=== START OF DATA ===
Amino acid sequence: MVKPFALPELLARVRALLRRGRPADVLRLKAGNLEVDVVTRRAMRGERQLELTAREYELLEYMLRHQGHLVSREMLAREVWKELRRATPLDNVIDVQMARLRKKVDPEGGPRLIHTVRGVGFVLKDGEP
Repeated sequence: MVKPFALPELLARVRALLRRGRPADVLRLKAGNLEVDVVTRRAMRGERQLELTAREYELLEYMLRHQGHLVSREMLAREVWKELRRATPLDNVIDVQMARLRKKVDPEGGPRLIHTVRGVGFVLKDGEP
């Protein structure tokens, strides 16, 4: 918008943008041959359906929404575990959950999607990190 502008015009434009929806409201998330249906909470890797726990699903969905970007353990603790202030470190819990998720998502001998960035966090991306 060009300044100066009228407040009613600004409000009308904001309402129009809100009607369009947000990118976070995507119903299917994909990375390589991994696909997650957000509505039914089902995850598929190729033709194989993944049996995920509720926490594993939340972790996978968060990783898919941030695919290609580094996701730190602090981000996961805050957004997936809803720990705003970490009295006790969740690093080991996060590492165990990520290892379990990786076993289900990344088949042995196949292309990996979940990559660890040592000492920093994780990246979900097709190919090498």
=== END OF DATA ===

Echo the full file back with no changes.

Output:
Amino acid sequence: MVKPFALPELLARVRALLRRGRPADVLRLKAGNLEVDVVTRRAMRGERQLELTAREYELLEYMLRHQGHLVSREMLAREVWKELRRATPLDNVIDVQMARLRKKVDPEGGPRLIHTVRGVGFVLKDGEP
Repeated sequence: MVKPFALPELLARVRALLRRGRPADVLRLKAGNLEVDVVTRRAMRGERQLELTAREYELLEYMLRHQGHLVSREMLAREVWKELRRATPLDNVIDVQMARLRKKVDPEGGPRLIHTVRGVGFVLKDGEP
């Protein structure tokens, strides 16, 4: 918008943008041959359906929404575990959950999607990190 502008015009434009929806409201998330249906909470890797726990699903969905970007353990603790202030470190819990998720998502001998960035966090991306 060009300044100066009228407040009613600004409000009308904001309402129009809100009607369009947000990118976070995507119903299917994909990375390589991994696909997650957000509505039914089902995850598929190729033709194989993944049996995920509720926490594993939340972790996978968060990783898919941030695919290609580094996701730190602090981000996961805050957004997936809803720990705003970490009295006790969740690093080991996060590492165990990520290892379990990786076993289900990344088949042995196949292309990996979940990559660890040592000492920093994780990246979900097709190919090498």